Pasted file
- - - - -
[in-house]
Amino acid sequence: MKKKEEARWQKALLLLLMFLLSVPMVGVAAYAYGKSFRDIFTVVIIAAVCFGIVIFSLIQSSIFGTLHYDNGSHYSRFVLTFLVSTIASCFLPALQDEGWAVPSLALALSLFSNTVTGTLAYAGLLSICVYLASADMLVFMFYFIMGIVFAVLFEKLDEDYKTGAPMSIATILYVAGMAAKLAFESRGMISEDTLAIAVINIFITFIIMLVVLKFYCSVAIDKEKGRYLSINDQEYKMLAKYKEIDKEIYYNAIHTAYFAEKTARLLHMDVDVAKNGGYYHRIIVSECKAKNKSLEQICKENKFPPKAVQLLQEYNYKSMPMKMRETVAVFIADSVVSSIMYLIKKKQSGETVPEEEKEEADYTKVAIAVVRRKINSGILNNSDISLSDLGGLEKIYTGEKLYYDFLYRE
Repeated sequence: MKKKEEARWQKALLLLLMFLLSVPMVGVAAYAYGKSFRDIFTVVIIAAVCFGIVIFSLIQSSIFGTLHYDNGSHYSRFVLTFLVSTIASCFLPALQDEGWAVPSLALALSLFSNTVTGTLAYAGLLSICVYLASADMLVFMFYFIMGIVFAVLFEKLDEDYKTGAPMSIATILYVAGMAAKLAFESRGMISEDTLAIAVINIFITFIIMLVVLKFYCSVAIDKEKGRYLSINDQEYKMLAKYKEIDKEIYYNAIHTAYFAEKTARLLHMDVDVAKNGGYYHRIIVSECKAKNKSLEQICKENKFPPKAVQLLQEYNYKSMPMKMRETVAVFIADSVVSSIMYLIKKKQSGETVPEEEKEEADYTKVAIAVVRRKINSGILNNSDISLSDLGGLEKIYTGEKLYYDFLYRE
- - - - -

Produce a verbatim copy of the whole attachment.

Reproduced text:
[in-house]
Amino acid sequence: MKKKEEARWQKALLLLLMFLLSVPMVGVAAYAYGKSFRDIFTVVIIAAVCFGIVIFSLIQSSIFGTLHYDNGSHYSRFVLTFLVSTIASCFLPALQDEGWAVPSLALALSLFSNTVTGTLAYAGLLSICVYLASADMLVFMFYFIMGIVFAVLFEKLDEDYKTGAPMSIATILYVAGMAAKLAFESRGMISEDTLAIAVINIFITFIIMLVVLKFYCSVAIDKEKGRYLSINDQEYKMLAKYKEIDKEIYYNAIHTAYFAEKTARLLHMDVDVAKNGGYYHRIIVSECKAKNKSLEQICKENKFPPKAVQLLQEYNYKSMPMKMRETVAVFIADSVVSSIMYLIKKKQSGETVPEEEKEEADYTKVAIAVVRRKINSGILNNSDISLSDLGGLEKIYTGEKLYYDFLYRE
Repeated sequence: MKKKEEARWQKALLLLLMFLLSVPMVGVAAYAYGKSFRDIFTVVIIAAVCFGIVIFSLIQSSIFGTLHYDNGSHYSRFVLTFLVSTIASCFLPALQDEGWAVPSLALALSLFSNTVTGTLAYAGLLSICVYLASADMLVFMFYFIMGIVFAVLFEKLDEDYKTGAPMSIATILYVAGMAAKLAFESRGMISEDTLAIAVINIFITFIIMLVVLKFYCSVAIDKEKGRYLSINDQEYKMLAKYKEIDKEIYYNAIHTAYFAEKTARLLHMDVDVAKNGGYYHRIIVSECKAKNKSLEQICKENKFPPKAVQLLQEYNYKSMPMKMRETVAVFIADSVVSSIMYLIKKKQSGETVPEEEKEEADYTKVAIAVVRRKINSGILNNSDISLSDLGGLEKIYTGEKLYYDFLYRE